Nokia 9 PureView hands-on: A taste of our photographic future

Unless you love cameras, this phone might not be for you.

We got by for years with one main camera on our smartphones. Then dual cameras became a thing, and now, the industry is steadily moving toward three as the norm. Surely that must be enough, right?

Normally, I'd say yes, but HMD Global — the company behind Nokia's smartphones — have made a pretty compelling argument for five cameras with the new Nokia 9 PureView. All of those sensors work in tandem, and after testing the phone in New York, it's clear that there's an underlying method to this photographic madness. It honestly still feels a bit like overkill, but it's focused overkill, and if nothing else, the Nokia 9 offers a glimpse of how the future of smartphone photography might work.

For now, though, you should know this: unless you really, really care about cameras, this probably isn't the smartphone for you. HMD has essentially said as much. It's going to launch this year as a limited edition device meant for camera nerds, and while the company hasn't confirmed how many it plans to make, there probably won't be more than a few thousand of these things floating around. I get HMD's rationale — the Nokia 9 PureView still feels highly experimental — but the combination of these crazy/clever cameras and modern specs make it a tantalizing option for around €599.

The phone packs a 5.99-inch P-OLED display running at 2K and (sigh) one of last year's Snapdragon 845 chipsets, along with 6GB of RAM and 128GB of storage. There's an optical fingerprint sensor nestled behind that screen too, though I honestly didn't get to try it out. And beyond all that, the Nokia 9 is kind of a beauty (as long as you're not weirded out by all those camera holes around back.) The model I played with was a subtle, luminescent blue coated in Gorilla Glass, and supports Qi wireless charging and gigabit LTE where available. You Android purists have reason to be pleased, too: like just about every other Nokia smartphone out there, the Nokia 9 runs a very clean, Android One-certified build of Android 9.0.

The thing is, these specs are among the least interesting things about the PureView — let's talk about those cameras. All five are 12-megapixel sensors, but only two of them shoot in color. Curiously, the other three are monochrome sensors meant to give your photos heightened contrast and detail. Most other multi-camera smartphone setups involve a mix of wide, ultra-wide and telephoto sensors for added flexibility, but not this one. You can't use just one of the cameras, either — unless you're shooting in monochrome, they're all working, all the time.

The way these cameras work together is, conceptually at least, a lot like traditional HDR modes. Instead of one camera stitching together multiple exposures, though, the Nokia 9 collects and combines image data from each of those five cameras to produce more nuanced photos. In case you're not so great at math, that's a lot of information to process at once — we're talking between 60 and 240 megapixels of data per photo, all of which gets churned into a single file. (Since this is a phone for people who really care about photography, you can naturally also save all your images as RAW files.) The other benefit of having all these cameras is that, together, they produce a much more sophisticated depth map of whatever's in your frame, so you're given options to very minutely tweak the level of bokeh in your photos once they've been captured.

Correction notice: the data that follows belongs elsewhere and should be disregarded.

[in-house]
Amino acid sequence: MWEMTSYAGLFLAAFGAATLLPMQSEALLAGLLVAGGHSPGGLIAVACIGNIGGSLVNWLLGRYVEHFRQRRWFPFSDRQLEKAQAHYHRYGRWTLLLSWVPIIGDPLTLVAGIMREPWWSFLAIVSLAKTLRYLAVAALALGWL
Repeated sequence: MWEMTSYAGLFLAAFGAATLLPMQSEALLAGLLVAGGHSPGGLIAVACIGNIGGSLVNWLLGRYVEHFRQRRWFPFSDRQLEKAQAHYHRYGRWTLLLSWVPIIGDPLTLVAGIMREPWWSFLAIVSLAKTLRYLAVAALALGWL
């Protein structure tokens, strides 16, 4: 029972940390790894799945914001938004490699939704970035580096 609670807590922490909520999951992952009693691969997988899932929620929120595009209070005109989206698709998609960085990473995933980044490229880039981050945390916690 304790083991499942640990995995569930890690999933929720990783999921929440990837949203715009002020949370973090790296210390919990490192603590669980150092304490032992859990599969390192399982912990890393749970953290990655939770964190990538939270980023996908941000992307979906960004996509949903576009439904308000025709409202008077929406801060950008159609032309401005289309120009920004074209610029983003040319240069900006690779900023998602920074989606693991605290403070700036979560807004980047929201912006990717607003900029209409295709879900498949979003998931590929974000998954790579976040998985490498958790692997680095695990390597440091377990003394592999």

I'll be honest: the conditions on the day I tested the Nokia 9 PureView were pretty lousy. Clouds were hanging low in the sky and rain threatened us for most of the morning, leading to lots of distinctly gray images. Even so, I was impressed with the clarity and nuance in most of my shots — they were detailed to the point where I kind of got tired of seeing my own pores. Aside from stitching that image data together, the Nokia 9 didn't seem to unnecessarily saturate my photos like other smartphones tend to, either. That's not to say you won't find bright colors here; it's just that they never feel out of touch with reality.

I never noticed much shutter lag either, because all the photos are processed in the background. That's a very good thing, because the process can take a quite a while — it about took 5 to 6 seconds to spit out a standard, Auto photo, but using the camera's sophisticated Depth mode adds a significant amount of processing time. Some photos took well over 10 seconds to process, though again, that process remains mostly invisible to the photographer.

In fairness to HMD, the software on the phone I was working with wasn't final yet, and the company says it'll eventually work much faster. We'll have to see about that. If nothing else, though, you'll have some serious tools in case you want to spruce up those photos even further -- a partnership with Lightroom means you'll have special, Nokia 9 specific lens profiles to help fine-tune those shots.

That extra software can't fix my biggest pet peeve so far: the camera app itself. It presents itself with a fairly straightforward interface, but it can be really difficult to find exactly the option or setting you're looking for. Then again, HMD has made it clear that the PureView is a photographer's phone, so maybe I shouldn't be surprised that it's not particularly intuitive. Ultimately, though, it's pretty clear that the version of the Nokia 9 I played with just wasn't ready for people yet.

The Nokia 9 PureView represents a fascinating step forward in the field of smartphone photography, and if all goes well with this phone, you can believe HMD Global wants its other phones to use it too. Who knows: we might be looking at the future of the smartphone camera experience right now. It just needs a bit of polish first.